Speaking of a land where there is a fourth amendment protecting against unwarranted search and seizure of one’s home….Claire slyly attempts to seize Frank’s desire.

“I miss my husband,” She says huskily.

Which husband? I ask Claire, who of course is too busy riding Frank to reply to me.

I’m sure Claire would be in an absolute rage if she the knew the fate that befalls poor Fergus in the next scene. The British patrol from hell has returned kind Ian (who sounds like he’s returning from a night out with the boys: “That was fun y’all! Till next time!)

Corporal McDouchebag gives Dean Jackson a serious run for his money of ultimate asshole of the season by following Fergus in an attempt to see if the boy leads them to Jamie. Fergus, being a teenage boy with no sense of his mortality, leads them around in circles. Instead of escaping back to the safety of Lallybroch when he has the chance, Fergus continues taunting Corporal Dumb and his associate Private Dumber until another set of British soldiers on horseback knocks Fergus off of his feet, allowing the Corporal to pin Fergus down and slice Fergus’s hand off with his sword.

(Somewhere Jaime Lannister is like, “Been there, done that.”)

You can see poor Fergus struggling not to lose consciousness, as Jamie races to him, fashioning a tourniquet around the boy’s arm as he hauls him back to Lallybroch.

“I’ve seen Milady do it countless times,” He told Fergus, and then you realize that the reckless boy may not have made it if Jamie hadn’t witnessed Claire in action as a healer and nurse.

Sam Heughan is positively phenomenal this episode. Your heart shatters with Jenny when Jamie finally breaks down, believing he should’ve stepped out to rescue Fergus.

When he tells the boy, “Ye remind me I have something to fight for,” the audience finally sees the fighting spirit in Jamie start to rekindle. Claire and Jamie are both utterly crushed in their spirits being separated, but each half of our star-crossed couple are desperately clinging to signs of hope to motivate them to move forward.

“Madam has been most generous with the whisky…although you do know I prefer the taste of French wine.” I think Fergus will be just fine.

Claire and Frank are wining and dining with marvelously witty Millie and her husband, which leads to Claire’s Operation Seduction: Part Deux. Their love scene is a somewhat sad callback to one of their first love scenes in the very first episode. While the scene in the very first episode was sweet and allowed Claire and Frank to reconnect truly, this moment is interrupted by Frank’s longing for emotional intimacy.

His wife won’t look at him.

“I’m enjoying this,” Claire moans, frustrated and yet keeping her eyes glued shut. Frank can’t continue.

“Claire, when I’m with you, I’m with you. But you’re with him.”

Needless to say, the next time Claire and Frank meet at night, it’s in separate beds.

Ian demonstrates an understanding of Jamie’s pain far beyond Jenny’s belief that he’ll just be happy if he remarries again.

Did he just compare phantom pains to Jamie’s spiritual brokenness and loss of Claire because she was his heart? Darn it, Outlander! Stop breaking my own heart!

Claire was Jamie’s heart. Jamie was Claire’s soul.

Jamie asks Jenny and Ian to turn him in so they can collect the reward money. He’s not the sort of man who likes burdening the people he’s supposed to be protecting. By turning himself over, Jamie is effectively regaining agency over his life.

Our heroine in the meantime is also attempting to regain control of her own circumstances and what better way to do that than the return of her voiceovers? (I missed thee!)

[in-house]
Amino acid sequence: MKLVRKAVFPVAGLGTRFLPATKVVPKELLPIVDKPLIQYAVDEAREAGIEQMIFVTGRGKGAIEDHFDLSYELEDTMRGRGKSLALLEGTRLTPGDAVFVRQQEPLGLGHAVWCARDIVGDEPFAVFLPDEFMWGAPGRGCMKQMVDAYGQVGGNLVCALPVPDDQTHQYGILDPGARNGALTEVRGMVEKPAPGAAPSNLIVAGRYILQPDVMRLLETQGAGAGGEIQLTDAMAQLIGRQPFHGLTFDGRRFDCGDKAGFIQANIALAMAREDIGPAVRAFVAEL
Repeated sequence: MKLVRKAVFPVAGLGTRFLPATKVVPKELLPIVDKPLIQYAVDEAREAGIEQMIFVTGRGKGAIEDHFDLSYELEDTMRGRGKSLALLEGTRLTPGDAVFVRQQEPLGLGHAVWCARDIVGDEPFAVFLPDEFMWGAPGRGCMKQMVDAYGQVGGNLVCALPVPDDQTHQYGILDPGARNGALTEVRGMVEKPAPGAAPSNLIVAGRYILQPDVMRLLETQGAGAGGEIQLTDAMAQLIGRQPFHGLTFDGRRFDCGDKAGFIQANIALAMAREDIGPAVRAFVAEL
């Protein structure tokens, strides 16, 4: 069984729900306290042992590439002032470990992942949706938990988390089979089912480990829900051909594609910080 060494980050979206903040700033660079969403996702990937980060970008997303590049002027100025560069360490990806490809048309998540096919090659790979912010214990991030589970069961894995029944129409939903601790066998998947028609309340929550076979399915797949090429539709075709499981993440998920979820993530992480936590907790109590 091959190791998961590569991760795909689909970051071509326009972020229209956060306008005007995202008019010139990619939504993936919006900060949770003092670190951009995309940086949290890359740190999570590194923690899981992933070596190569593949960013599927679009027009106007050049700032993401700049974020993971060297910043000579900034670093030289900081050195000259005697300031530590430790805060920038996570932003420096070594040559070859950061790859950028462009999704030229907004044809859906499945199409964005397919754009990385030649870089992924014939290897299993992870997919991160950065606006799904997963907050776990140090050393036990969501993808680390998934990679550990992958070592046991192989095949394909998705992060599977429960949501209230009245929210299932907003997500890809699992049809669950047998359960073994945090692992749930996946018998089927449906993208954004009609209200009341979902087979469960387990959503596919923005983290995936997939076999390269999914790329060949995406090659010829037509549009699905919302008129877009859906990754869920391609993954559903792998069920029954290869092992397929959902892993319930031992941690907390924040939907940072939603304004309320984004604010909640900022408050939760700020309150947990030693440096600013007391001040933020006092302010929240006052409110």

Claire’s life in Boston isn’t bad by any means. But as she tells us, with Jamie not only did she have a life with the man she loved, she had a greater purpose. The transition from her kitchen knife to the doctor’s scalpel was beautiful and symbolic of everything she was saying.

Claire Randall has signed up for medical school like the badass she is. It’s positively cringe-worthy to watch as one of her classmates refuses to budge when she tries to take a seat. The white male students look at her like she’s an alien from the planet Woman.

The awkwardness is saved by one single question.

“Is this seat taken?” Joe Abernathy (Wil Johnson) asks, winning Claire and me over in a single sentence.

I wonder if Claire will ever find out about Jamie’s night with Mary McNab? I mean you can’t blame Jamie, and I like that Mary doesn’t attempt to replace or demean Claire when she visits Jamie in his nature apartment. (Besides, I can’t get mad at the woman that saved Jenny from the British soldiers and shaved Jamie back to his old self. Bless you,  Mary.)

Jamie’s awkwardness towards Mary’s advances is endearing and heartbreaking. A single tear runs down his face as he surrenders to the bonny lass in front of him, and you can tell exactly why he’s emotional about it.

He thinks he’s being unfaithful to Claire.

    The next day, I’m nearly as fooled as the British soldiers are when Jamie walks into Lallybroch looking and sounding like his old self. It took a moment to realize that Jenny had agreed to go along with his scheme to get arrested.

Time continues to move painfully slow for Claire and Jamie, but I love that we get to see what both of them go through in the twenty years of separation. Their inevitable reunion will be the ultimate payoff.

My question is, how does Claire make it back? How much longer?

Jamie is carted away, as Claire hears the comforting sound of bagpipes, and I make a vow to never complain about a long-distance relationship ever again.

Until next time Outlander fans! 


“In prison, Jamie discovers that an old foe has become the warden – and now has the power to make his life a living hell. Over the years, Claire and Frank both put their best foot forward to share a harmonious marriage, but an uninvited guest shatters this illusion, bringing their differences to light.”